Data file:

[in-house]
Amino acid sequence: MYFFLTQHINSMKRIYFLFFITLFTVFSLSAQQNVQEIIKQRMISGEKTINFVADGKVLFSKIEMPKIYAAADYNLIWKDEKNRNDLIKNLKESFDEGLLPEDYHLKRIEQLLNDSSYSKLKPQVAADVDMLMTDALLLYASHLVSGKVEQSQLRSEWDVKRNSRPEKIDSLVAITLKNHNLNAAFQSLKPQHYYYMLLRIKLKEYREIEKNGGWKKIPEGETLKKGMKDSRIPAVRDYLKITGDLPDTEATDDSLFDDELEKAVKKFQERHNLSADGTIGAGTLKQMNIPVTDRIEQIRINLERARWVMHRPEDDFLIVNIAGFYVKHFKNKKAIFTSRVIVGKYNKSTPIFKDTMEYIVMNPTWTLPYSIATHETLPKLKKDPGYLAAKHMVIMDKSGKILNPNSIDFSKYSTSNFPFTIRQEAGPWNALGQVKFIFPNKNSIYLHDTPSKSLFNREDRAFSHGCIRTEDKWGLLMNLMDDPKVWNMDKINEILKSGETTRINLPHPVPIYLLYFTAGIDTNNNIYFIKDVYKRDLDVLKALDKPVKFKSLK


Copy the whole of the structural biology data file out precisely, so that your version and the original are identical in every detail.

[in-house]
Amino acid sequence: MYFFLTQHINSMKRIYFLFFITLFTVFSLSAQQNVQEIIKQRMISGEKTINFVADGKVLFSKIEMPKIYAAADYNLIWKDEKNRNDLIKNLKESFDEGLLPEDYHLKRIEQLLNDSSYSKLKPQVAADVDMLMTDALLLYASHLVSGKVEQSQLRSEWDVKRNSRPEKIDSLVAITLKNHNLNAAFQSLKPQHYYYMLLRIKLKEYREIEKNGGWKKIPEGETLKKGMKDSRIPAVRDYLKITGDLPDTEATDDSLFDDELEKAVKKFQERHNLSADGTIGAGTLKQMNIPVTDRIEQIRINLERARWVMHRPEDDFLIVNIAGFYVKHFKNKKAIFTSRVIVGKYNKSTPIFKDTMEYIVMNPTWTLPYSIATHETLPKLKKDPGYLAAKHMVIMDKSGKILNPNSIDFSKYSTSNFPFTIRQEAGPWNALGQVKFIFPNKNSIYLHDTPSKSLFNREDRAFSHGCIRTEDKWGLLMNLMDDPKVWNMDKINEILKSGETTRINLPHPVPIYLLYFTAGIDTNNNIYFIKDVYKRDLDVLKALDKPVKFKSLK